Builders nationwide are warning real estate investors that new construction in the U.S. could be entering another phase of decline after showing continued growth since the end of the Great Recession. Privately owned housing starts had their slowest month since September 2021, dipping 2% month-by-month since May. According to the June U.S. Census Bureau Report, housing completions also slowed down in June, showing a 4.6% decline.
The most dramatic slowdown is being observed in the single-family sector. Here, the dip in housing start numbers is much more dramatic than the average—a significant 15.7% below June’s figures. Building permits were also down by 8%, which is the strongest indicator that future construction in this sector is in jeopardy.
Completion numbers are also lagging, with 1.68 million units started but not completed as of July. The construction industry is still reeling from months of labor and material shortages, with the supply of timber especially hard-hit. Slow completion rates and the many difficulties builders face, such as inflation and tightened and varied regulations across states, are creating a knock-on effect where future construction will also be subject to continued delays and shortages, but perhaps even worse than it’s been.
Multifamily Starts Showing Strength
Not all housing starts are falling uniformly. Currently, housing start figures are being evened out by the multi-family sector, the only sector where numbers are improving. Housing starts of five units and more leaped by 15% in June, up 16.4% year-over-year. Real estate investors should pay attention to this specific trend because it will likely continue into the foreseeable future.
There is a shortage in the multi-family rented housing start sector, though. With single-family rents rising steeply, the appeal of multi-family rented home construction is increasing, buoying up this construction segment. So, while overall buyer traffic is beginning to tick down thanks to record home prices and rising interest rates, multi-family building is on the up, offering buyers a highly sought-out alternative to unsustainable rent levels.
This is highly likely to become a longer-term trend for families seeking affordable housing options nationwide. Remember: the pandemic has made vast swathes of the population more mobile and has created an appetite for moving to areas with more affordable housing. The multi-family housing start model is a model for the future and will only become more in-demand with time.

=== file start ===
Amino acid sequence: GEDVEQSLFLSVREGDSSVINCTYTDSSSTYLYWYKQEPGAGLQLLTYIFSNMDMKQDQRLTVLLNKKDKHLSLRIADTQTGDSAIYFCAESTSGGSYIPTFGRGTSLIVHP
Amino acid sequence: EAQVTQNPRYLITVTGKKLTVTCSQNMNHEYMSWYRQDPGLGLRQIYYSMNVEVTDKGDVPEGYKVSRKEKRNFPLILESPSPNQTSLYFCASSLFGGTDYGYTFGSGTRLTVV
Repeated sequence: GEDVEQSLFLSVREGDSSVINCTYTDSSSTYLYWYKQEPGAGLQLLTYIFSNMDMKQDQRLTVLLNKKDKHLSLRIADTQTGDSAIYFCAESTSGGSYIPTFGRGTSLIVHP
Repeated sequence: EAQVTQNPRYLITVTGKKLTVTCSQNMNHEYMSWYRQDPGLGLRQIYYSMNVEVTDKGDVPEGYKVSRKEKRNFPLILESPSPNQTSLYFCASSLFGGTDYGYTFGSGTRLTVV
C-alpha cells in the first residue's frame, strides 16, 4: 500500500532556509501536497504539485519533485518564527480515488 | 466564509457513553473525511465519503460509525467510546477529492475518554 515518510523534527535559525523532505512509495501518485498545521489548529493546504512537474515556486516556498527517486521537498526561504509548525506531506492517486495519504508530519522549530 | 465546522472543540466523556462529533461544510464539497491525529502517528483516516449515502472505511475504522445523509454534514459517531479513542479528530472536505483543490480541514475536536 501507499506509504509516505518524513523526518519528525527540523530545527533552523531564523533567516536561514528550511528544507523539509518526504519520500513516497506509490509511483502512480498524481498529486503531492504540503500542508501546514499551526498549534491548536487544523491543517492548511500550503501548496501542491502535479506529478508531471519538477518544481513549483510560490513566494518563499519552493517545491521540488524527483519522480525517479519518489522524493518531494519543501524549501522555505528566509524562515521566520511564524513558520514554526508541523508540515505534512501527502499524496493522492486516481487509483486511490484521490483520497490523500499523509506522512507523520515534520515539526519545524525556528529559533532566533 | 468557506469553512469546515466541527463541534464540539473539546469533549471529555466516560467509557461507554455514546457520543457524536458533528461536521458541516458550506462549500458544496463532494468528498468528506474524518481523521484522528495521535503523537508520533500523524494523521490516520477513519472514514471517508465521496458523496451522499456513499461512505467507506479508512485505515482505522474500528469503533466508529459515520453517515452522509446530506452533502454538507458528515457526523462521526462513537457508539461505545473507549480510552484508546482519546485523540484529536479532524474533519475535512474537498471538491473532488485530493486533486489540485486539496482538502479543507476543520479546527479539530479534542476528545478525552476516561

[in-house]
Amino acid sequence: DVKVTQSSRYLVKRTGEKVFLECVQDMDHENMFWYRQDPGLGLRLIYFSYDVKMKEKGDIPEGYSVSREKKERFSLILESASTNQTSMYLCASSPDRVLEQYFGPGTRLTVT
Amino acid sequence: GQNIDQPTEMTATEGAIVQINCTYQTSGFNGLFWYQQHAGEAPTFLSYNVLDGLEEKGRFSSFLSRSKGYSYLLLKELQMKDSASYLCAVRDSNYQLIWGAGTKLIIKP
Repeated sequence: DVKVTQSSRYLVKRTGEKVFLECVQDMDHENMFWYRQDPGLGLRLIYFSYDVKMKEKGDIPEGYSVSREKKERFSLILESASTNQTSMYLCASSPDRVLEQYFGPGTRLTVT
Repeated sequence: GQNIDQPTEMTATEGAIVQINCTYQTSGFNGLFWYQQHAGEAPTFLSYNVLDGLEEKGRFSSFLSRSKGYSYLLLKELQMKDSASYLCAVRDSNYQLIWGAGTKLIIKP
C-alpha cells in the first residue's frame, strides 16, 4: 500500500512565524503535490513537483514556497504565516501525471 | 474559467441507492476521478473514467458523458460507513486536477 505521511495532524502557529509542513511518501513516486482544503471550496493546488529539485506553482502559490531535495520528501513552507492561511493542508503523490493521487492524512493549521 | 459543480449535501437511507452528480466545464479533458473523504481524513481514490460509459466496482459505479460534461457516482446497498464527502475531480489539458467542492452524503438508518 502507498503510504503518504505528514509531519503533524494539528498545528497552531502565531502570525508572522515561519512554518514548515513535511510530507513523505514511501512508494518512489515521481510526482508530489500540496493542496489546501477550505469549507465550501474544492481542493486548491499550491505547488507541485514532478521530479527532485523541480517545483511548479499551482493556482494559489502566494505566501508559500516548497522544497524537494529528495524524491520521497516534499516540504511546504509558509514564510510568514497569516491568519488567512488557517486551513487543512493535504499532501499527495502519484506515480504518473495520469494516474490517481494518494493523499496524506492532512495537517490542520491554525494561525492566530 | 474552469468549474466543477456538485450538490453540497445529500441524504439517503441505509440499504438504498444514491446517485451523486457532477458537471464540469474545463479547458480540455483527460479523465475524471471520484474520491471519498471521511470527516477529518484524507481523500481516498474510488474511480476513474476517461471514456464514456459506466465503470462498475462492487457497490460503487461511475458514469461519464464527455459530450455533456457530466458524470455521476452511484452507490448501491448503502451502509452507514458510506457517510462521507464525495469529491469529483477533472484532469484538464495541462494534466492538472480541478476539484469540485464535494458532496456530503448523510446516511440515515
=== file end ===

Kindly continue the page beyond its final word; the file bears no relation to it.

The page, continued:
Will the significant pull-back from the single-family sector cause a nationwide housing market decline? In a word, no. Firstly, it’s important to factor in regional variations. The decline in single-family new construction and permits is uneven geographically. The Midwest is actually experiencing an increase in single-family housing starts, while other regions, notably the Southwest, are declining.
This suggests that the single-family segment is volatile but that the downward trajectory is not uniform and is likely to be impacted more by regional socio-economic factors than by a systemic decline. Investors will need to pay close attention to regional differences and what they mean for future investment prospects in the single-family segment.
The other important thing to remember is that even with a steady decline in housing starts and building permits, home prices will not crash. In many ways, the “new normal” housing market conditions of the pandemic have skewed perceptions of what housing market growth ordinarily looks like.
The near-20% home price increases we’ve been seeing during the last two pandemic years were never here to stay. The 7-8% growth levels we see now are closer to pre-pandemic market conditions, which were still auspicious. Even with a decline in home price growth, home prices are still rising, so they won’t dip below profitable levels any time soon.
Note to Investors
Every investor should bear in mind the continuing shortages in the housing sector. This shortage will not ease any time soon; in fact, we’ve been short for over a decade. It’s not going to suddenly change this summer, which means that the housing market will remain stable and home prices will remain elevated.
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Note By BiggerPockets: These are opinions written by the author and do not necessarily represent the opinions of BiggerPockets.